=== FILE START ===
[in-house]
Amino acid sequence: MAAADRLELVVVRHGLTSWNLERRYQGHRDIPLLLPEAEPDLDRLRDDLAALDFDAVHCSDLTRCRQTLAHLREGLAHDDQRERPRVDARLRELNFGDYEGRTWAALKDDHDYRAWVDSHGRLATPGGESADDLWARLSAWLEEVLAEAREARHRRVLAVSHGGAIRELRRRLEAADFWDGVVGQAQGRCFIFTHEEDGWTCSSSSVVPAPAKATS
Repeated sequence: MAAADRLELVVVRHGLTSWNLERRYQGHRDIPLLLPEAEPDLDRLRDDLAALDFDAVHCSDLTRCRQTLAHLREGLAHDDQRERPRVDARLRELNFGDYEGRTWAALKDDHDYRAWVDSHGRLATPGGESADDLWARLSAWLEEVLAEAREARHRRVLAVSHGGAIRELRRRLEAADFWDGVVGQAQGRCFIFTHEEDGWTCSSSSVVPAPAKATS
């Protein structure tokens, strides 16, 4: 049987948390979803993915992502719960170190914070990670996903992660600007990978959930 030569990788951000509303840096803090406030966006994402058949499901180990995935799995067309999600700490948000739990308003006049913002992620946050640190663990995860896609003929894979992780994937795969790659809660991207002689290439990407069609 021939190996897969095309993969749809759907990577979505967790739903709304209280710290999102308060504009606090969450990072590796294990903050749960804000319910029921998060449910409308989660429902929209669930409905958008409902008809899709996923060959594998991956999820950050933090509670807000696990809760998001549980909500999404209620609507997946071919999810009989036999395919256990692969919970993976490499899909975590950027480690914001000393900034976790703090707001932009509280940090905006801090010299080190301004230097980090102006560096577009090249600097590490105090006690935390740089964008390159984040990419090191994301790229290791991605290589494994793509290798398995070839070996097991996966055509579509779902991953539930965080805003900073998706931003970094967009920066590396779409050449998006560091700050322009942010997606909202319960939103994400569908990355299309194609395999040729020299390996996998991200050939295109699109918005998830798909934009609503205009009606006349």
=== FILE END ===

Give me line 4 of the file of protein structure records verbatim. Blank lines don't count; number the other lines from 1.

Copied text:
């Protein structure tokens, strides 16, 4: 049987948390979803993915992502719960170190914070990670996903992660600007990978959930 030569990788951000509303840096803090406030966006994402058949499901180990995935799995067309999600700490948000739990308003006049913002992620946050640190663990995860896609003929894979992780994937795969790659809660991207002689290439990407069609 021939190996897969095309993969749809759907990577979505967790739903709304209280710290999102308060504009606090969450990072590796294990903050749960804000319910029921998060449910409308989660429902929209669930409905958008409902008809899709996923060959594998991956999820950050933090509670807000696990809760998001549980909500999404209620609507997946071919999810009989036999395919256990692969919970993976490499899909975590950027480690914001000393900034976790703090707001932009509280940090905006801090010299080190301004230097980090102006560096577009090249600097590490105090006690935390740089964008390159984040990419090191994301790229290791991605290589494994793509290798398995070839070996097991996966055509579509779902991953539930965080805003900073998706931003970094967009920066590396779409050449998006560091700050322009942010997606909202319960939103994400569908990355299309194609395999040729020299390996996998991200050939295109699109918005998830798909934009609503205009009606006349």